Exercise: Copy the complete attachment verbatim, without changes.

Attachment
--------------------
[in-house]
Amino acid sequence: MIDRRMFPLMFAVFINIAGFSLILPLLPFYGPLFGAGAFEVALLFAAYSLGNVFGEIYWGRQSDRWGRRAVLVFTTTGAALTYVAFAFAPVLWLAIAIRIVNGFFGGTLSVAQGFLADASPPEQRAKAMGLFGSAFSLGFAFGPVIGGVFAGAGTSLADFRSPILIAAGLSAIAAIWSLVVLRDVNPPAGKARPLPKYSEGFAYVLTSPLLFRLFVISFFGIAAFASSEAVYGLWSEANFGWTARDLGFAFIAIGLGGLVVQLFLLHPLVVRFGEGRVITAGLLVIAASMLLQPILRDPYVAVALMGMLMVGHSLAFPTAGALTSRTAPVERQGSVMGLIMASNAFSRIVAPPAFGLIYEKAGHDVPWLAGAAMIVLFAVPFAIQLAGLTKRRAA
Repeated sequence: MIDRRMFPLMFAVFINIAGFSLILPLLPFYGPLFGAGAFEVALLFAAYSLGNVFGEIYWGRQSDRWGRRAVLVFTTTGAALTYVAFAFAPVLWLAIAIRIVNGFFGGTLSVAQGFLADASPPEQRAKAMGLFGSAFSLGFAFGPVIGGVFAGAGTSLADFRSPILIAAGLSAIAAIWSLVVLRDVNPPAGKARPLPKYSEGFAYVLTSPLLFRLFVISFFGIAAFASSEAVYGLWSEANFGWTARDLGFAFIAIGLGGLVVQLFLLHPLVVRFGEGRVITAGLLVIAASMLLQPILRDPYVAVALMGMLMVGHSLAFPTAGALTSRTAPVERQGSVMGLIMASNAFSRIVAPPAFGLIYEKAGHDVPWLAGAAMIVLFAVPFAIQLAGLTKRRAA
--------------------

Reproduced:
[in-house]
Amino acid sequence: MIDRRMFPLMFAVFINIAGFSLILPLLPFYGPLFGAGAFEVALLFAAYSLGNVFGEIYWGRQSDRWGRRAVLVFTTTGAALTYVAFAFAPVLWLAIAIRIVNGFFGGTLSVAQGFLADASPPEQRAKAMGLFGSAFSLGFAFGPVIGGVFAGAGTSLADFRSPILIAAGLSAIAAIWSLVVLRDVNPPAGKARPLPKYSEGFAYVLTSPLLFRLFVISFFGIAAFASSEAVYGLWSEANFGWTARDLGFAFIAIGLGGLVVQLFLLHPLVVRFGEGRVITAGLLVIAASMLLQPILRDPYVAVALMGMLMVGHSLAFPTAGALTSRTAPVERQGSVMGLIMASNAFSRIVAPPAFGLIYEKAGHDVPWLAGAAMIVLFAVPFAIQLAGLTKRRAA
Repeated sequence: MIDRRMFPLMFAVFINIAGFSLILPLLPFYGPLFGAGAFEVALLFAAYSLGNVFGEIYWGRQSDRWGRRAVLVFTTTGAALTYVAFAFAPVLWLAIAIRIVNGFFGGTLSVAQGFLADASPPEQRAKAMGLFGSAFSLGFAFGPVIGGVFAGAGTSLADFRSPILIAAGLSAIAAIWSLVVLRDVNPPAGKARPLPKYSEGFAYVLTSPLLFRLFVISFFGIAAFASSEAVYGLWSEANFGWTARDLGFAFIAIGLGGLVVQLFLLHPLVVRFGEGRVITAGLLVIAASMLLQPILRDPYVAVALMGMLMVGHSLAFPTAGALTSRTAPVERQGSVMGLIMASNAFSRIVAPPAFGLIYEKAGHDVPWLAGAAMIVLFAVPFAIQLAGLTKRRAA